You must provide a warm, comfy, and quiet place for relaxing and sleeping. Choose a low-traffic area in your house for your senior dog to relax and sleep. During winters, provide them cozy blankets to keep them warm. Also, keep their space clean and free of germs.
Kelly’s Add: If you have dogs like mine, who don’t like dog beds…because they prefer to sleep on your bed or the couch, there are still products that can help keep your dog comfortable.
We utilized a set of steps that Nuka could climb to reach our bed. There are also orthopedic blankets that can be used if your dog prefers the couch or your king size bed!
Regular grooming and careful weekly examinations are essential for your aging dog’s overall well being. Regular grooming can help you to spot bumps, lumps, wounds, and potential health problems on your senior dog’s skin.
Grooming also helps to remove any loose fur due to shedding, dirt, debris, or ticks and fleas. You should arm yourself with the right grooming tools for your senior dog. Make grooming a positive experience for your senior dog, filled with praises and rewards.
Be sure you know how often your pet should be groomed. For example, my Malamutes should only be groomed about once a quarter, while other breeds need to be bathed weekly.
A professional groomer also may be better equipped to groom your dog. When looking for a groomer, look for one that makes grooming a positive experience and also understands the needs of a senior pet. It may be a little more expensive; however, it is worth the expense…and don’t forget to tip!
Regular Exercise and Mental Stimulation
Senior dogs should be given regular exercise and mental stimulation to avoid health issues. Regular physical activities will strengthen your aging dog’s muscles, enhance circulation and improve their heart and brain function.
Always choose a physical activity that is appropriate for your dog’s age and stamina.
Mental stimulation also plays a big role in keeping your dog healthy. Try to provide ample opportunities for mental challenges to keep your dog young at heart and prevent boredom.
Each senior is different. Nuka, my female, had a good amount of short energy spurts, but Beckham, my male, is the type to go slow, but for a long distance. Work at your dog’s speed and watch for any changes in their energy level.
If your dog loves toys or stimulation activities, you can check out Amazon or Chewy for some great options, too.
Maintain a Healthy Weight
Maintaining your senior dog’s weight is one of the easiest ways to increase his life expectancy. Healthy weight is a major factor that contributes to your dog’s overall well-being.
Obesity in senior dogs increases the risk of heart disease, high blood pressure, arthritis, difficulty breathing, skin problems, and other conditions. It can shorten your dog’s life expectancy and decrease their quality of life.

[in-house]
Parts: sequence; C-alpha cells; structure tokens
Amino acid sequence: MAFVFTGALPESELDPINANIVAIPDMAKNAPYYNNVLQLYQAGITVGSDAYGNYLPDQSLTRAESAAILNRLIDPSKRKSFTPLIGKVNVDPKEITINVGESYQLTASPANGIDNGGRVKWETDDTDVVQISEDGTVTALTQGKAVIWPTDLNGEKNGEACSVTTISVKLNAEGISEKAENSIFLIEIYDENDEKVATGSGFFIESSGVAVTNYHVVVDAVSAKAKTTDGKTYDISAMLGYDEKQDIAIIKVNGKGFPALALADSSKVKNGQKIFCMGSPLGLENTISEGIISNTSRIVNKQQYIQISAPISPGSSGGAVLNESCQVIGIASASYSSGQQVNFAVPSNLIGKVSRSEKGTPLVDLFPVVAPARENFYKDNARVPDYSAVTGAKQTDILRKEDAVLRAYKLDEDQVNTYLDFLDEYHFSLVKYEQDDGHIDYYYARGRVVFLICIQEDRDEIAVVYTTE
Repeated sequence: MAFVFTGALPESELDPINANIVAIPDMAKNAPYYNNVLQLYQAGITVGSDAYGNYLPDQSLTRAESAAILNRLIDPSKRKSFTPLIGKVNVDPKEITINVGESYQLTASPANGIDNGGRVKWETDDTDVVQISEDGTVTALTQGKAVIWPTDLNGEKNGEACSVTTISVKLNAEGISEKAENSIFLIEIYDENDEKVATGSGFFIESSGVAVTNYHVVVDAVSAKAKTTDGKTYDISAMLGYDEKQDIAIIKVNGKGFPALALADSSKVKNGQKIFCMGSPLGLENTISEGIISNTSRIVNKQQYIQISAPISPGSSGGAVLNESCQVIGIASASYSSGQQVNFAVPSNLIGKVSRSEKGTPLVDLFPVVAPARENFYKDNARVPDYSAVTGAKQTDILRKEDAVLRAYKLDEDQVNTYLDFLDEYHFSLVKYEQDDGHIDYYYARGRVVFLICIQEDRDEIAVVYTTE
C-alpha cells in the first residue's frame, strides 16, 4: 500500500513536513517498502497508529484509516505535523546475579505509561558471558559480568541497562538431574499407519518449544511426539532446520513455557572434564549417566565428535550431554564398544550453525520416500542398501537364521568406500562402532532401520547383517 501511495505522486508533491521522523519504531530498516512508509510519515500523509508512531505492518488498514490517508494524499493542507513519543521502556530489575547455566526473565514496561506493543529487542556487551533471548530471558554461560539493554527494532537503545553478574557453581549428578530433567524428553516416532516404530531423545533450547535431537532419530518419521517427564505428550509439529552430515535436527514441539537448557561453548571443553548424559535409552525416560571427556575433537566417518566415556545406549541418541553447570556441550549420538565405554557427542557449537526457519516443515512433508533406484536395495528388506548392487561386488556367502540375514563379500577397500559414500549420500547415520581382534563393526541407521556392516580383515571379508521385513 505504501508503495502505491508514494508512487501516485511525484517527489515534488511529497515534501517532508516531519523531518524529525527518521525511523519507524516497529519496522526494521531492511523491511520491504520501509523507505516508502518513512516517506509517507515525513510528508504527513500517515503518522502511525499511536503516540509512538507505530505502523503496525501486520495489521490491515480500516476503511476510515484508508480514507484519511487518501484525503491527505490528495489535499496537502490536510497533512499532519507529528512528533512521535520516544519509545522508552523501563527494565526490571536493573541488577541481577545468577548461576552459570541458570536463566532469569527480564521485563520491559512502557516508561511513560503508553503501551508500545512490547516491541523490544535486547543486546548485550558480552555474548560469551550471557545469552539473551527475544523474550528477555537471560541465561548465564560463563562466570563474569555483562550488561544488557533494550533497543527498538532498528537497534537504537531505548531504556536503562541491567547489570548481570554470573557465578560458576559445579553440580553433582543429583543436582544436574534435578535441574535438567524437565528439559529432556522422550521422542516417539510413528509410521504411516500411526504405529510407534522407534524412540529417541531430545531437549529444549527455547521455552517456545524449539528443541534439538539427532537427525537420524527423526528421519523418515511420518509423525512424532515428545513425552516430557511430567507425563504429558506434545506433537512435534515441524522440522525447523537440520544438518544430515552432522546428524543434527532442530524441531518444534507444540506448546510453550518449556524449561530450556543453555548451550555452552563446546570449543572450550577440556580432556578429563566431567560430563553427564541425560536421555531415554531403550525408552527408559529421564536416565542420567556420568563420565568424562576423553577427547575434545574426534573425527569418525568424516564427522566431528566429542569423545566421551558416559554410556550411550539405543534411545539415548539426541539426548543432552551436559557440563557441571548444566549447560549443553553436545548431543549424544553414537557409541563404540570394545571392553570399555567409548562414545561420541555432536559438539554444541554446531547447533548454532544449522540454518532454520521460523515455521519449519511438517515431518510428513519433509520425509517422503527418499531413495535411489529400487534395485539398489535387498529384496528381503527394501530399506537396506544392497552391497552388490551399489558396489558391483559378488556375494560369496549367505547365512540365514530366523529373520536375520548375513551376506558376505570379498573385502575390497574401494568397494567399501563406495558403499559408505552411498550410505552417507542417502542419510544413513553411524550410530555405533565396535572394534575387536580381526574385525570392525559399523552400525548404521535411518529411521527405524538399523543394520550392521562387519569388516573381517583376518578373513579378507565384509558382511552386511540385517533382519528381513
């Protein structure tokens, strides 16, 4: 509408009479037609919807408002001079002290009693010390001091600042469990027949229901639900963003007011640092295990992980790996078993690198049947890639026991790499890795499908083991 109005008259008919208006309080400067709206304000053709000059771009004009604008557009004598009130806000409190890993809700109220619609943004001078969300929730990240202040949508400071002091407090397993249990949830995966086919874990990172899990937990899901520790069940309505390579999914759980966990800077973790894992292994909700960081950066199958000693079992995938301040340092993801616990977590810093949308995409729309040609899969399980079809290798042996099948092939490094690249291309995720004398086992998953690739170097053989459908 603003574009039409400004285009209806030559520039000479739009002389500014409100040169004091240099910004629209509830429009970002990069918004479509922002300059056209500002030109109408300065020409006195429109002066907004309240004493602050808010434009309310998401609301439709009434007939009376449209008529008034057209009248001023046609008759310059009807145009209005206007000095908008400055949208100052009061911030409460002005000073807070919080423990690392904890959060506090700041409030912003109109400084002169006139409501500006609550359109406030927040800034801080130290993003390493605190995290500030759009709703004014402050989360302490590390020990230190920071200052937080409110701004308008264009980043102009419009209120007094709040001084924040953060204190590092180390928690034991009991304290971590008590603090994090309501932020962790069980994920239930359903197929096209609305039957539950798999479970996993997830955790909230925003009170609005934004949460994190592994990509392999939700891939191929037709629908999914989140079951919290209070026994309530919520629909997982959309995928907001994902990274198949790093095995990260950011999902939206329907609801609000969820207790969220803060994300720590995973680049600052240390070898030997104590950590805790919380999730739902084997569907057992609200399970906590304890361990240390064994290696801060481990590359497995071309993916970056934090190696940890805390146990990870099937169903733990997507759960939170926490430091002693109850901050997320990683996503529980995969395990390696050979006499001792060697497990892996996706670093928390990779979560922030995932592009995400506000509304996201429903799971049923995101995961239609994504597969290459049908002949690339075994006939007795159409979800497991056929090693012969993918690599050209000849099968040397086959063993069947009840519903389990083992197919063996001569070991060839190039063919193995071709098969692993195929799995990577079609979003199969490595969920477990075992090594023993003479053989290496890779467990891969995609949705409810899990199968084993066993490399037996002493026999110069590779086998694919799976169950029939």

Sudden weight loss in a senior dog is also a source for concern. Hyperthyroidism, diabetes and kidney disease are common causes of weight loss in senior dogs.
This goes hand in hand with the quality of food you feed your dog. Foods that have more additives or more empty calories are going to be less filling. Discuss with your vet the best food to fee your senior for healthy weight maintenance.
What are Physical Signs of Aging in Dogs?
Dogs show a variety of signs of aging besides a graying muzzle. Some hallmarks of aging in dogs include:
- Slowing down or difficulty getting around
- Increased barking
- Cloudy eyes or difficulty seeing
- Awful breath due to gum disease or tooth decay
- Weight fluctuation
It’s important to note that physical signs of aging might look different in dog breeds.
Quick note: Contrary to the popular belief, dogs do not age at a rate of 7 human years for each dog year.
What problems are more common in senior dogs?
It’s easy to spot the outward signs of aging in dogs. Here are a few common health problems in senior dogs:
- Hearing loss causing varying degrees of deafness
- Vision loss due to tissue degeneration in the eyes
- Joint problems
- Dementia/Cognitive Dysfunction: When dogs lose cognitive function as they age
- Cancer: It accounts for almost half of the deaths of dogs over 10 years of age
- Heart disease
- Kidney problems
- Gastrointestinal issues
Aging should not be painful for your furry companion. For your senior dog’s health-related questions, always consult your veterinarian. They can make the best recommendations for your dog.
Kelly’s Add: Another aspect to consider is when it is time to let your pet run over the rainbow bridge. If their quality of life has decreased significantly due to aging (cancer, heart disease, they can’t get up anymore or are constantly having trouble breathing), it may be time to let them go.
The only thing they ask of you is to be there when it is time. You are their family and want you to be the last person they see before they run through the fields on the other side.
Just like us, age is not a disease for dogs. Although senior dogs may develop age-related problems, good care allows them to live healthy lives in their senior years.
Remember, when you bring home a furry companion, you are committing to a long-term relationship. As a loving dog parent, these tips will help your middle-aged/ senior dog to stay healthy.